Sinking of the Centaur

Private Frederick Spec Anderson (NAA photo)

Private Frederick Spec Anderson (NAA photo)

NEWS of the recent discovery of the wreck of the Wollongbar II brings to mind the sinking, two weeks later, of the Hospital Ship Centaur off Moreton Bay, Queensland.

With a loss of 268 lives, the sinking of the Centaur by a Japanese submarine off Brisbane ranks as the Australian Navy's greatest wartime disaster in the Pacific.

Among those lost were three Kempsey members of the Australian Army Medical Corps, and Doctor Bernard Hindmarsh of Macksville, a captain in the Medical Corps.

Frederick William Charles ('Spec') Anderson was born in Adelong, NSW, the youngest of six sons and one daughter of Frederick and Esther Anderson.

The family moved to Kempsey just after the First World War when Frederick Senior was made Licensing Inspector there.

The AHS Centaur was off Moreton Island, Queensland, about 4am on Friday May 14, 1943, when it was torpedoed by a Japanese submarine

During his time in Kempsey, Spec took an interest in sport, particularly boxing, moving to Sydney around 1922.

He married Ursula Finnigan there in 1926 and was employed as a Railway porter at the time of his enlistment in July 1940.

In November 1940, Spec Anderson was allocated to the 2/12th Field Ambulance, Australian Army Medical Corps.

Private Bill Bailey (MRHS photo)

Private Bill Bailey (MRHS photo)

William Henry Bailey was born in Birmingham, England, on December 18, 1912.

After the death of his father in World War I, his mother Ethel remarried an Australian soldier, Lance-Corporal Herbert McNamara in England on December 23, 1917.

The family migrated to Australia after Herbert's demobilisation and settled in Lismore. They moved to Kempsey in 1928 where 'Bill', as he was known, joined the Kempsey Ambulance Service in 1931 as a driver-mechanic.

Bill enlisted in the Army on September 7, 1940, and was posted to the 2/12th Field Ambulance.

Private A Roy Kemp (MRHS photo)

Private A Roy Kemp (MRHS photo)

Alvan Roy ('Roy') Kemp was born in Kempsey on March 19, 1922, the second son of Alvan and Elsie (nee Washington) Kemp.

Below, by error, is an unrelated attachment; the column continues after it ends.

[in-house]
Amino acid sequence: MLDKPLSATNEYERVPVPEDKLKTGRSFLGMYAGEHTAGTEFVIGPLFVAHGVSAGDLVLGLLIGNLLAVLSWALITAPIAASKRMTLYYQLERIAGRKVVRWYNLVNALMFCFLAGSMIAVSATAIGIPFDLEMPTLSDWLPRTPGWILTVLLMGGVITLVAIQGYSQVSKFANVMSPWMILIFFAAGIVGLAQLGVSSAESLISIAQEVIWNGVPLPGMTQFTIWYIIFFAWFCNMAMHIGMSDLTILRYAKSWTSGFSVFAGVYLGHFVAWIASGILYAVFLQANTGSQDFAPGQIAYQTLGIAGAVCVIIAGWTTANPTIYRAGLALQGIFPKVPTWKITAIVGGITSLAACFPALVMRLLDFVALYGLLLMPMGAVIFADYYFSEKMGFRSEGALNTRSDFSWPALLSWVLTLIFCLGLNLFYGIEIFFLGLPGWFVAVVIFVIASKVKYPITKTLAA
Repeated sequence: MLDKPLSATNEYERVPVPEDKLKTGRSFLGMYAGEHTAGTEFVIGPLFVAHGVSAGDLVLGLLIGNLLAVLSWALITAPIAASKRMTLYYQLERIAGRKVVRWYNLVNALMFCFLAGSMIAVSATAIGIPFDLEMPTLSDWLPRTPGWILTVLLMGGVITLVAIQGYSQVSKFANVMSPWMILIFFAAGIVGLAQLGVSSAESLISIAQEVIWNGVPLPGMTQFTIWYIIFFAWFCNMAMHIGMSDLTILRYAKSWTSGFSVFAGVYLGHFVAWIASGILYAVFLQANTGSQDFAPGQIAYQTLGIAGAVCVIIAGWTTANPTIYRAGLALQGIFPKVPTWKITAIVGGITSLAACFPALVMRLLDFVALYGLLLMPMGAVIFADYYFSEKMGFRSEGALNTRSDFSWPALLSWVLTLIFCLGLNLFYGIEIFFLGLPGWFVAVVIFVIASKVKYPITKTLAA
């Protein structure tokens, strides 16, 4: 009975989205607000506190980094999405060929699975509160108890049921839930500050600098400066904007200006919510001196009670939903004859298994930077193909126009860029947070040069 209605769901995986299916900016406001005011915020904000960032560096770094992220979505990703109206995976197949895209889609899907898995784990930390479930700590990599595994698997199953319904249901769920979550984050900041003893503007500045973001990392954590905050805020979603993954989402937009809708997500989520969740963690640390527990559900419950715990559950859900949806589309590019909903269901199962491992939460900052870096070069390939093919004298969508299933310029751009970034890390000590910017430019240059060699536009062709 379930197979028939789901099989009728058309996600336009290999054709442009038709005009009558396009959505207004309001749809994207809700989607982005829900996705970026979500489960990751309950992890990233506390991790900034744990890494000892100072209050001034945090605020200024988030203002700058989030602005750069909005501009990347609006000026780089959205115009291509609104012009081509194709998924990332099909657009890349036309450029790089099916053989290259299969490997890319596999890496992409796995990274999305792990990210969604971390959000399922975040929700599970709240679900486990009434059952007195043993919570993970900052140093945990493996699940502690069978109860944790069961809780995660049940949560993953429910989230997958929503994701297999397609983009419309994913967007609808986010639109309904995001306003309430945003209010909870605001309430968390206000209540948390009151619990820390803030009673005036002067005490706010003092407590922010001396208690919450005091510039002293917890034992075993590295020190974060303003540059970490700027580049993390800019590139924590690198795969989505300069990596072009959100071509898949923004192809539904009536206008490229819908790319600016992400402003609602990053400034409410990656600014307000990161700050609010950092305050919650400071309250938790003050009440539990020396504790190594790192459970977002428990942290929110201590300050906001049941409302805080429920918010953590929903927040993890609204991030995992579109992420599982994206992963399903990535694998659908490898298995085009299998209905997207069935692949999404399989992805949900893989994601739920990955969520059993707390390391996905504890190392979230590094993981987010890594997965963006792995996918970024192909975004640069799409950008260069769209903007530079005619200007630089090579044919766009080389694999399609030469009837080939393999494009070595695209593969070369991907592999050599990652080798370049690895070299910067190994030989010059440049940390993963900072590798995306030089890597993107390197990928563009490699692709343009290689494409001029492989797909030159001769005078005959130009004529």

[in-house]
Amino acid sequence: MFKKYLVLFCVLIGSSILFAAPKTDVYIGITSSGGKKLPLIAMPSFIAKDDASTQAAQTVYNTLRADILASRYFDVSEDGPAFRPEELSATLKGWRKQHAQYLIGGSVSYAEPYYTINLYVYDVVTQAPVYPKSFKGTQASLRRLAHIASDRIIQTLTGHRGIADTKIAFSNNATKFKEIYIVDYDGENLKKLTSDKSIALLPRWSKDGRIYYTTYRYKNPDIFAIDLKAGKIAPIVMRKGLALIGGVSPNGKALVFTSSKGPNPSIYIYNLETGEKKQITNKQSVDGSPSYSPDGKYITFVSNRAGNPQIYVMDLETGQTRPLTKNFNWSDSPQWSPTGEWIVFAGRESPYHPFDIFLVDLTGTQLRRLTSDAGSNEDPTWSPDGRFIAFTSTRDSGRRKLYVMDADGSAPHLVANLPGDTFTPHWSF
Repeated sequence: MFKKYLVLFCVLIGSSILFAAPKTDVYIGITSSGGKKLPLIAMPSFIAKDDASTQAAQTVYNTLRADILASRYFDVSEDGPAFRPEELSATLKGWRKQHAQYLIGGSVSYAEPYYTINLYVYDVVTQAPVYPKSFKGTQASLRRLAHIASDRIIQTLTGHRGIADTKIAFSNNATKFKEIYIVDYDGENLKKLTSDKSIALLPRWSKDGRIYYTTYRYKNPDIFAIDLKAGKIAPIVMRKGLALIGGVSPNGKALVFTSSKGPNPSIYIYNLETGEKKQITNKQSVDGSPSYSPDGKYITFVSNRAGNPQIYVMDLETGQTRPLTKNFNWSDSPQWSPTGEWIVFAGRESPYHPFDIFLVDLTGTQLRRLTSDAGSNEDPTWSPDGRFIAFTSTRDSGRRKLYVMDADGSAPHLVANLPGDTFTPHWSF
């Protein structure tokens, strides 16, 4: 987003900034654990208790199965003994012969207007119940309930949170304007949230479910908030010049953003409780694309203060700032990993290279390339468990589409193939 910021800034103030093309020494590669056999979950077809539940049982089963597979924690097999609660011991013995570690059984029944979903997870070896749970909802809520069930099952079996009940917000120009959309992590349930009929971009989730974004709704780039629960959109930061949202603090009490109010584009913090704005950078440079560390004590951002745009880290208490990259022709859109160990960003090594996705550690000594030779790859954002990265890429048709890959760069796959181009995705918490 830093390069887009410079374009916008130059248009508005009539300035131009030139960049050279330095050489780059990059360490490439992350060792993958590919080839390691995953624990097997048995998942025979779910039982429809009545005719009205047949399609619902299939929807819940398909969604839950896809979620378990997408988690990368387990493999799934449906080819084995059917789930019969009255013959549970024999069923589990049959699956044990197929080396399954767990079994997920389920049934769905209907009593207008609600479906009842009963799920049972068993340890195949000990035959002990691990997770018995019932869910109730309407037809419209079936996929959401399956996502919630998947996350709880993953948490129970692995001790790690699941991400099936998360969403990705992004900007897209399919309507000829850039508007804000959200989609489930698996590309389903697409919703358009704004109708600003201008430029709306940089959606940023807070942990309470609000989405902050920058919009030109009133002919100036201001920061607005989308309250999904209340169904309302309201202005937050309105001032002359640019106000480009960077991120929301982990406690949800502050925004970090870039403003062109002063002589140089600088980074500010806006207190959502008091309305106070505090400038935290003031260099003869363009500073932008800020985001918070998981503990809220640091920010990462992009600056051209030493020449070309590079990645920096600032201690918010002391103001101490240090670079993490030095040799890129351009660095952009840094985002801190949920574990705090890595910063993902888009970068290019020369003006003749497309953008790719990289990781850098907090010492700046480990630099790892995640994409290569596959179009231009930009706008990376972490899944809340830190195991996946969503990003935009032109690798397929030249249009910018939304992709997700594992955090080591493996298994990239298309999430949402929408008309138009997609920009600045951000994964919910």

The family moved to Murwillumbah in 1928, then to Tweed Heads. Roy's mother passed away there in the late 1930s and the two boys went to live with their aunt at Macksville, and later Kempsey.

Roy Kemp enlisted on September 17, 1941, and was also posted to the 2/12th Field Ambulance.

Spec Anderson, Bill Bailey and Roy Kemp were initially posted to Darwin in the Northern Territory, however in 1943 the 2/12th Field Ambulance was entrained to Sydney to board the Centaur Hospital ship which was going to take them to Port Moresby for service in New Guinea.

Captain Bernard Hindmarsh ( photo)

Captain Bernard Hindmarsh ( photo)

Bernard Francis Hindmarsh was born in Woollahra in 1899 and came to Macksville to practice medicine in 1925.

As well as being everybody's family doctor he was a good townsman - patron of the surf club, the football club, twice president of the Show committee, and one of the founders of the original Macksville Golf Club.

Dr Hindmarsh enlisted in the Australian Army Medical Corps on September 14, 1942.

Promoted to captain, he boarded the AHS Centaur in Sydney on May 13, 1943, with Anderson, Bailey and Kemp and the rest of the 2/12th Field Ambulance.

The AHS Centaur was off Moreton Island, Queensland, about 4am on Friday May 14, 1943, when it was torpedoed by a Japanese submarine, later identified as I-177, which had earlier sank the British freighter Limerick.

The torpedo ignited the fuel tank of the Centaur and it sank within three minutes.

The Centaur was attacked even though it was a clearly marked and illuminated hospital ship.

The wreck was located in 2009, 30 nautical miles off Moreton Island, and is now a protected memorial to the lives that were lost.

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